Japanese Patent Application Publication No. 05-284755 (JP-A-05-284755) describes an inverter control unit that calculates the accumulation value of the amounts, by which an electric motor and an inverter heat up, based on the detected load current values at an inverter unit during the operation of the inverter. The inverter control unit according to JP-A-05-284755 compares the accumulation value with the value of the protection function operation level or the value of the alarm operation level that is lower than the value of the protection function operation level. When the accumulation value is equal to or higher than the value of the alarm operation level, the power output from the inverter is reduced to prevent the inverter from abnormally stopping its operation.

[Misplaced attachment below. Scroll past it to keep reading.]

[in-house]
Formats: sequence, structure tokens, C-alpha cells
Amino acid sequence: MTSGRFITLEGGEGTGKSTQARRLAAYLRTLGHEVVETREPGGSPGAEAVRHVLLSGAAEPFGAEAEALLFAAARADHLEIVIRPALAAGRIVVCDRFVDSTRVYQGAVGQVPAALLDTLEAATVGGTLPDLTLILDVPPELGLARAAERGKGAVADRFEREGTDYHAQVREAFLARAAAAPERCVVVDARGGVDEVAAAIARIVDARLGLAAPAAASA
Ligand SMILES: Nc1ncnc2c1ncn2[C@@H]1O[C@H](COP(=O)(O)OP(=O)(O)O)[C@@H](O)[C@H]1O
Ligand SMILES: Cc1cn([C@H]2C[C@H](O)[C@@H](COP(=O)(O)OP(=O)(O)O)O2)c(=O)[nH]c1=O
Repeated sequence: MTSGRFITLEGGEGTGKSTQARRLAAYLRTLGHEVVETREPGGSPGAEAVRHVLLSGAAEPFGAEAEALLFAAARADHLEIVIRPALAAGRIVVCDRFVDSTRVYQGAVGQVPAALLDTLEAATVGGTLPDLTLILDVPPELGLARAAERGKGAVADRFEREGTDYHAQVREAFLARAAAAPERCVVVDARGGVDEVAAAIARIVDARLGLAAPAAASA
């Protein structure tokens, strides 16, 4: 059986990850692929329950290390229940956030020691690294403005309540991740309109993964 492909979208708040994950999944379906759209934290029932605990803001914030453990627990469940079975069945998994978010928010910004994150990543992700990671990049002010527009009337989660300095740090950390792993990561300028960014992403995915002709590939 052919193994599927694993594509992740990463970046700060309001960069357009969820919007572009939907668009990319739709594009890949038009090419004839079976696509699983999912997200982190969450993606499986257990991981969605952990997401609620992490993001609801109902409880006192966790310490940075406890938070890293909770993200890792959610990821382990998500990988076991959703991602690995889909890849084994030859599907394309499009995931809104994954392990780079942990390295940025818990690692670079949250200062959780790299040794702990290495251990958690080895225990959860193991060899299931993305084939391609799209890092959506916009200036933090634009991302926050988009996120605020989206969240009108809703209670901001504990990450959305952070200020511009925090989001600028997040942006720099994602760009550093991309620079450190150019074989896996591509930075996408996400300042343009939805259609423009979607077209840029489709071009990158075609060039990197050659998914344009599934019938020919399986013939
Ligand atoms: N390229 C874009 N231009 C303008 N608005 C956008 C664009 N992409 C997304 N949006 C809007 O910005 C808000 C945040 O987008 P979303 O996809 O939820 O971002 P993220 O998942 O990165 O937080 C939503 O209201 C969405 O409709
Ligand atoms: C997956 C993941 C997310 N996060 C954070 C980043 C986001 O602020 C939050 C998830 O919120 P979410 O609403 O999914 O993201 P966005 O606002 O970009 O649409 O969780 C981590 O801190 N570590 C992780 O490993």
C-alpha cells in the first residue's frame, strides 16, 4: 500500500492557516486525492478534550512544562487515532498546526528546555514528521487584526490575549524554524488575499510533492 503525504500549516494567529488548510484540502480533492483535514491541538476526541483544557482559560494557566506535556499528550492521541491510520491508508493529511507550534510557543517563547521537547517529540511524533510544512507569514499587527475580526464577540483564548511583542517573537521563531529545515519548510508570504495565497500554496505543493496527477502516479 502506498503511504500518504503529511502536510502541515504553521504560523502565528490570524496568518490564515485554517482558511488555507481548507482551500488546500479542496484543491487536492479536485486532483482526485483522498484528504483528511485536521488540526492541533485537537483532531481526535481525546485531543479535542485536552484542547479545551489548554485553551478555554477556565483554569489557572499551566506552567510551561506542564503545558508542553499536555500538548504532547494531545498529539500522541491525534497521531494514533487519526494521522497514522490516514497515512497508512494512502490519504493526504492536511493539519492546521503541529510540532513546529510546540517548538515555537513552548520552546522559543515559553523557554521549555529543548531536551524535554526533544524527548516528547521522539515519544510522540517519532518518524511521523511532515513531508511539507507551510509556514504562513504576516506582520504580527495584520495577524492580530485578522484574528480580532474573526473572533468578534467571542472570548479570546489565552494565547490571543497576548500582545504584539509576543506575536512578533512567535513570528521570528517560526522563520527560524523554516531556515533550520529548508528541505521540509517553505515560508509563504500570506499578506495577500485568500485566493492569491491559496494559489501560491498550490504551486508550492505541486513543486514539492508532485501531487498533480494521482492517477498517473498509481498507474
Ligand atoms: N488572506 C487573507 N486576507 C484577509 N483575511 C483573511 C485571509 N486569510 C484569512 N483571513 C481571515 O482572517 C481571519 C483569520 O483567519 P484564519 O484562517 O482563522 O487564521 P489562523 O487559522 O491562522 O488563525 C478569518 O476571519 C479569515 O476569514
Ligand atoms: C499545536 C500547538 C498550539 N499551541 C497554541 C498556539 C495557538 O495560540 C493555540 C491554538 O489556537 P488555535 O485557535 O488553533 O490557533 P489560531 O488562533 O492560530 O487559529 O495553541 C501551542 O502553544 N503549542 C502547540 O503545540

As described above, in a variable valve timing system that uses an electric motor as an actuator, protection of the electric motor and a drive unit (e.g. an inverter, a converter) from overheating is an important issue to be addressed. Especially, the reference value, based on which whether the electric motor has overheated is determined, should be appropriately set. Otherwise, overheating of the electric motor fails to be detected, which leads to occurrence of a malfunction in a device, or overheating of the electric motor is detected excessively sensitively, which reduces the efficiency of the valve timing control due to excessive restriction on the operation of the actuator.